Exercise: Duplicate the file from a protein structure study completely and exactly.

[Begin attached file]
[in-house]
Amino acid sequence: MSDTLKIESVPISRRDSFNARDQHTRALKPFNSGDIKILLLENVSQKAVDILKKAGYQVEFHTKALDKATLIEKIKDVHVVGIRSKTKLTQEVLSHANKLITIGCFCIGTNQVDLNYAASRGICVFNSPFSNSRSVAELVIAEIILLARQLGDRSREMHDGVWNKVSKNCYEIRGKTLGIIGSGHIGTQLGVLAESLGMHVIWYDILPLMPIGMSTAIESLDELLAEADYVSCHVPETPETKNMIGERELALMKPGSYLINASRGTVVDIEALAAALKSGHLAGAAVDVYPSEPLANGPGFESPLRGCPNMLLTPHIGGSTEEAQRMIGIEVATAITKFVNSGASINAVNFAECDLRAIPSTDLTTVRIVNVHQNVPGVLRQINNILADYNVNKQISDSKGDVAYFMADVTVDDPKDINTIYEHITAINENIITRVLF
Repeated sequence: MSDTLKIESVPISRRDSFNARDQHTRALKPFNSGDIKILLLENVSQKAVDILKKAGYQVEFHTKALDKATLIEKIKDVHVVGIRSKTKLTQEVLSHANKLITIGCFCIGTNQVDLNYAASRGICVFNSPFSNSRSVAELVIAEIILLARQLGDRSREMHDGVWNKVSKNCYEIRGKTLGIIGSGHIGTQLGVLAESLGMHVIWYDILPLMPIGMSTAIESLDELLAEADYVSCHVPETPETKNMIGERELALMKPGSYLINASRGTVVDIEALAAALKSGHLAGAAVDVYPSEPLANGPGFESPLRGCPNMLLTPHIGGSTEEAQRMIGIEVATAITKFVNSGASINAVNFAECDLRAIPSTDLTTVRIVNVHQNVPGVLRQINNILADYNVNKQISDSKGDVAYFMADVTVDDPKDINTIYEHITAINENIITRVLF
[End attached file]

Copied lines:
[in-house]
Amino acid sequence: MSDTLKIESVPISRRDSFNARDQHTRALKPFNSGDIKILLLENVSQKAVDILKKAGYQVEFHTKALDKATLIEKIKDVHVVGIRSKTKLTQEVLSHANKLITIGCFCIGTNQVDLNYAASRGICVFNSPFSNSRSVAELVIAEIILLARQLGDRSREMHDGVWNKVSKNCYEIRGKTLGIIGSGHIGTQLGVLAESLGMHVIWYDILPLMPIGMSTAIESLDELLAEADYVSCHVPETPETKNMIGERELALMKPGSYLINASRGTVVDIEALAAALKSGHLAGAAVDVYPSEPLANGPGFESPLRGCPNMLLTPHIGGSTEEAQRMIGIEVATAITKFVNSGASINAVNFAECDLRAIPSTDLTTVRIVNVHQNVPGVLRQINNILADYNVNKQISDSKGDVAYFMADVTVDDPKDINTIYEHITAINENIITRVLF
Repeated sequence: MSDTLKIESVPISRRDSFNARDQHTRALKPFNSGDIKILLLENVSQKAVDILKKAGYQVEFHTKALDKATLIEKIKDVHVVGIRSKTKLTQEVLSHANKLITIGCFCIGTNQVDLNYAASRGICVFNSPFSNSRSVAELVIAEIILLARQLGDRSREMHDGVWNKVSKNCYEIRGKTLGIIGSGHIGTQLGVLAESLGMHVIWYDILPLMPIGMSTAIESLDELLAEADYVSCHVPETPETKNMIGERELALMKPGSYLINASRGTVVDIEALAAALKSGHLAGAAVDVYPSEPLANGPGFESPLRGCPNMLLTPHIGGSTEEAQRMIGIEVATAITKFVNSGASINAVNFAECDLRAIPSTDLTTVRIVNVHQNVPGVLRQINNILADYNVNKQISDSKGDVAYFMADVTVDDPKDINTIYEHITAINENIITRVLF